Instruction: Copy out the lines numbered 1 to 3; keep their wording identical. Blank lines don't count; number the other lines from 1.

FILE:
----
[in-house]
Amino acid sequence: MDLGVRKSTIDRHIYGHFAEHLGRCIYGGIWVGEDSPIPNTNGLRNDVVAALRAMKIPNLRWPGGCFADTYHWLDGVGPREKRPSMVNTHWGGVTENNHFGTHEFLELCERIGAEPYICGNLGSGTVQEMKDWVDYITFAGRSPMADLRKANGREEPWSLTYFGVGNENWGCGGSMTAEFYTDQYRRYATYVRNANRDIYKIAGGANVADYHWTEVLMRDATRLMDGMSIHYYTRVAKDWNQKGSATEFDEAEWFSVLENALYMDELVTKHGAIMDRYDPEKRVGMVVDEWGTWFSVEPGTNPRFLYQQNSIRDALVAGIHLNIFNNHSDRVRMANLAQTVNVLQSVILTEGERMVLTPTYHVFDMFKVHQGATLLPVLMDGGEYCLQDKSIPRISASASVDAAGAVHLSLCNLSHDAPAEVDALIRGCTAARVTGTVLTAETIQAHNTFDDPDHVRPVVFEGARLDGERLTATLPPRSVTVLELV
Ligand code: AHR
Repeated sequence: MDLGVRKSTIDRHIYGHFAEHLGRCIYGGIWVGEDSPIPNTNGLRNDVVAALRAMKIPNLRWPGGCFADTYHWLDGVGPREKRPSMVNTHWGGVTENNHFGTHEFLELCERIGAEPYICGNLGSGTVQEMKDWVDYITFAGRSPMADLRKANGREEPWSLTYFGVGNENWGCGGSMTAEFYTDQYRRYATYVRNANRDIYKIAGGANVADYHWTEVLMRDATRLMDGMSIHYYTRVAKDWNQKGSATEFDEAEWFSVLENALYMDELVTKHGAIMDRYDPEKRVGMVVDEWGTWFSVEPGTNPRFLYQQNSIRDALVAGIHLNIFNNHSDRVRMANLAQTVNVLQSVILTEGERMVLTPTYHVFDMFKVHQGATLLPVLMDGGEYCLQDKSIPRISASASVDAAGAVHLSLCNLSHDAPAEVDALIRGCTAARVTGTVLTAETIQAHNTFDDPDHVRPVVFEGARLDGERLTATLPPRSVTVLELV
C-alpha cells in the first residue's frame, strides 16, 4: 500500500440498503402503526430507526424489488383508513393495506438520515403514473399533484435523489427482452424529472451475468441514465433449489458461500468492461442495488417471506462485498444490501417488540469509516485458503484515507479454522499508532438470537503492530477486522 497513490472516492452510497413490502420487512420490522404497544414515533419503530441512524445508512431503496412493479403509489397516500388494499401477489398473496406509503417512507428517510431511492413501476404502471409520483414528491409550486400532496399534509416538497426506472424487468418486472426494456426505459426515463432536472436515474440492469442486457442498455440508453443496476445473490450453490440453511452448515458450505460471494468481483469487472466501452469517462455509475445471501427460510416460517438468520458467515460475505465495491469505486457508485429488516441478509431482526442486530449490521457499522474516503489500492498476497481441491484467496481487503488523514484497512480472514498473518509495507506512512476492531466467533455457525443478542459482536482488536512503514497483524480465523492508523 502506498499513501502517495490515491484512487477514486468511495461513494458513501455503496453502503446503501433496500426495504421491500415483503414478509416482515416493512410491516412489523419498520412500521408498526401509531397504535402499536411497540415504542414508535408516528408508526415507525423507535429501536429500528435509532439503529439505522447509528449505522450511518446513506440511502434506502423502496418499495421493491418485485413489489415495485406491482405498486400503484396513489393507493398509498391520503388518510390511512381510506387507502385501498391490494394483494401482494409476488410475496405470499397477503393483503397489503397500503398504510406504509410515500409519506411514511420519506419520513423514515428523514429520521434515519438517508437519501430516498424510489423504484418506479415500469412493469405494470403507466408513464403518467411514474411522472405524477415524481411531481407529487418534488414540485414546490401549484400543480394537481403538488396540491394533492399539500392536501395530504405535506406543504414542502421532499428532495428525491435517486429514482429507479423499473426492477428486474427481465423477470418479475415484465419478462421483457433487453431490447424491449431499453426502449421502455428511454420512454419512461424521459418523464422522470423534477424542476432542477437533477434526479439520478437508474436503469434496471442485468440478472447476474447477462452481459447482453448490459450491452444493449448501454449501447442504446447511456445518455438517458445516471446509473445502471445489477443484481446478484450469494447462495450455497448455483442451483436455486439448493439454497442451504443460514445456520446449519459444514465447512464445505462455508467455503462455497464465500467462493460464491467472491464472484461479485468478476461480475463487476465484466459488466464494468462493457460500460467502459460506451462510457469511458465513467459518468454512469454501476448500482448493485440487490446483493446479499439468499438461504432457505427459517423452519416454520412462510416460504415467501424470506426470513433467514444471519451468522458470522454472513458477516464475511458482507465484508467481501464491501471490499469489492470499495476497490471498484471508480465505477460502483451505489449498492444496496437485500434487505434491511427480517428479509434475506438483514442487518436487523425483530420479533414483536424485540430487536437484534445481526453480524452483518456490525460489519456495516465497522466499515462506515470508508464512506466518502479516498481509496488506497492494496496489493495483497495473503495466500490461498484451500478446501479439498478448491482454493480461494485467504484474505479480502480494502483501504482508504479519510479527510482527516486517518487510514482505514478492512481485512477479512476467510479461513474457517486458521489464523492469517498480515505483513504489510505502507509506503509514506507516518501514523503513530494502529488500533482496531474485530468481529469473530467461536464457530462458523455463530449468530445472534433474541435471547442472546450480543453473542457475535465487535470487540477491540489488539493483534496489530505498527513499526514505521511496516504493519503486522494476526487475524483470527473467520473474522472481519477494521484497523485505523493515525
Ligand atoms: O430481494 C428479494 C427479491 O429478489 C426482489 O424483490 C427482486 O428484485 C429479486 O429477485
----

[in-house]
Amino acid sequence: MDLGVRKSTIDRHIYGHFAEHLGRCIYGGIWVGEDSPIPNTNGLRNDVVAALRAMKIPNLRWPGGCFADTYHWLDGVGPREKRPSMVNTHWGGVTENNHFGTHEFLELCERIGAEPYICGNLGSGTVQEMKDWVDYITFAGRSPMADLRKANGREEPWSLTYFGVGNENWGCGGSMTAEFYTDQYRRYATYVRNANRDIYKIAGGANVADYHWTEVLMRDATRLMDGMSIHYYTRVAKDWNQKGSATEFDEAEWFSVLENALYMDELVTKHGAIMDRYDPEKRVGMVVDEWGTWFSVEPGTNPRFLYQQNSIRDALVAGIHLNIFNNHSDRVRMANLAQTVNVLQSVILTEGERMVLTPTYHVFDMFKVHQGATLLPVLMDGGEYCLQDKSIPRISASASVDAAGAVHLSLCNLSHDAPAEVDALIRGCTAARVTGTVLTAETIQAHNTFDDPDHVRPVVFEGARLDGERLTATLPPRSVTVLELV
Ligand code: AHR